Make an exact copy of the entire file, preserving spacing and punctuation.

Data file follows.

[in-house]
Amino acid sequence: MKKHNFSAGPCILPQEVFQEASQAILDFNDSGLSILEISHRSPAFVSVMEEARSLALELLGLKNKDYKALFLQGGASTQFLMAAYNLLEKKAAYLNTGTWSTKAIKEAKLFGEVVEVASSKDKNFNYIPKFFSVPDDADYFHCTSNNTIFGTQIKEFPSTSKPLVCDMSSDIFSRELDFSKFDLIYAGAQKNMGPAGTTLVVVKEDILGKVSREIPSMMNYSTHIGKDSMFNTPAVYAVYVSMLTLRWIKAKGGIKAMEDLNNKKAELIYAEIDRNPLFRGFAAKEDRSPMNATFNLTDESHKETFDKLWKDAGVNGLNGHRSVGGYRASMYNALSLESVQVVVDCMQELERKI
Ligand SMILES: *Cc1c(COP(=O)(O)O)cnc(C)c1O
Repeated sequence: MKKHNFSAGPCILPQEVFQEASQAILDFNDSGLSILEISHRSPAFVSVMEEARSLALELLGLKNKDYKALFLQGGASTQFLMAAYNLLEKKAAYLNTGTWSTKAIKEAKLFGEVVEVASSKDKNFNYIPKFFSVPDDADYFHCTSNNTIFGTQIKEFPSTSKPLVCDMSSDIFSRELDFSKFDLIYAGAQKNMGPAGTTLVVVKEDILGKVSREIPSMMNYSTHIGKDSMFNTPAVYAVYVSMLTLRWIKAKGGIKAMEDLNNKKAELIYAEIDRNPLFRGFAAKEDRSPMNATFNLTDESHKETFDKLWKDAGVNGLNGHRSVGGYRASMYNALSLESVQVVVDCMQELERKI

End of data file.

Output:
[in-house]
Amino acid sequence: MKKHNFSAGPCILPQEVFQEASQAILDFNDSGLSILEISHRSPAFVSVMEEARSLALELLGLKNKDYKALFLQGGASTQFLMAAYNLLEKKAAYLNTGTWSTKAIKEAKLFGEVVEVASSKDKNFNYIPKFFSVPDDADYFHCTSNNTIFGTQIKEFPSTSKPLVCDMSSDIFSRELDFSKFDLIYAGAQKNMGPAGTTLVVVKEDILGKVSREIPSMMNYSTHIGKDSMFNTPAVYAVYVSMLTLRWIKAKGGIKAMEDLNNKKAELIYAEIDRNPLFRGFAAKEDRSPMNATFNLTDESHKETFDKLWKDAGVNGLNGHRSVGGYRASMYNALSLESVQVVVDCMQELERKI
Ligand SMILES: *Cc1c(COP(=O)(O)O)cnc(C)c1O
Repeated sequence: MKKHNFSAGPCILPQEVFQEASQAILDFNDSGLSILEISHRSPAFVSVMEEARSLALELLGLKNKDYKALFLQGGASTQFLMAAYNLLEKKAAYLNTGTWSTKAIKEAKLFGEVVEVASSKDKNFNYIPKFFSVPDDADYFHCTSNNTIFGTQIKEFPSTSKPLVCDMSSDIFSRELDFSKFDLIYAGAQKNMGPAGTTLVVVKEDILGKVSREIPSMMNYSTHIGKDSMFNTPAVYAVYVSMLTLRWIKAKGGIKAMEDLNNKKAELIYAEIDRNPLFRGFAAKEDRSPMNATFNLTDESHKETFDKLWKDAGVNGLNGHRSVGGYRASMYNALSLESVQVVVDCMQELERKI